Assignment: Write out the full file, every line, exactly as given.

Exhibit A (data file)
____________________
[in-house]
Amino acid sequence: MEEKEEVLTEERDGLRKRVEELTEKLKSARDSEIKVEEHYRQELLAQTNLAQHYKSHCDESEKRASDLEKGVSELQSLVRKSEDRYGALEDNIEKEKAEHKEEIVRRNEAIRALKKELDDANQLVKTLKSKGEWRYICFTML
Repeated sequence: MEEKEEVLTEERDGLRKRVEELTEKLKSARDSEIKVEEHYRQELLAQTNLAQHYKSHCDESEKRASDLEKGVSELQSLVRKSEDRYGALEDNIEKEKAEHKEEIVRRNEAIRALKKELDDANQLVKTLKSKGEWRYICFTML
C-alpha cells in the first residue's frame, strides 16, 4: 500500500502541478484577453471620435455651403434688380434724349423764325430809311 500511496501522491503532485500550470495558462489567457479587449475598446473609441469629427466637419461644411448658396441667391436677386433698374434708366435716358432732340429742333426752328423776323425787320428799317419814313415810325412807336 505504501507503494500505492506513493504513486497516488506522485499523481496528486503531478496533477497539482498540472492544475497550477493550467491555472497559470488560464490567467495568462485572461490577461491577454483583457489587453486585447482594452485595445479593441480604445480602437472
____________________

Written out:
[in-house]
Amino acid sequence: MEEKEEVLTEERDGLRKRVEELTEKLKSARDSEIKVEEHYRQELLAQTNLAQHYKSHCDESEKRASDLEKGVSELQSLVRKSEDRYGALEDNIEKEKAEHKEEIVRRNEAIRALKKELDDANQLVKTLKSKGEWRYICFTML
Repeated sequence: MEEKEEVLTEERDGLRKRVEELTEKLKSARDSEIKVEEHYRQELLAQTNLAQHYKSHCDESEKRASDLEKGVSELQSLVRKSEDRYGALEDNIEKEKAEHKEEIVRRNEAIRALKKELDDANQLVKTLKSKGEWRYICFTML
C-alpha cells in the first residue's frame, strides 16, 4: 500500500502541478484577453471620435455651403434688380434724349423764325430809311 500511496501522491503532485500550470495558462489567457479587449475598446473609441469629427466637419461644411448658396441667391436677386433698374434708366435716358432732340429742333426752328423776323425787320428799317419814313415810325412807336 505504501507503494500505492506513493504513486497516488506522485499523481496528486503531478496533477497539482498540472492544475497550477493550467491555472497559470488560464490567467495568462485572461490577461491577454483583457489587453486585447482594452485595445479593441480604445480602437472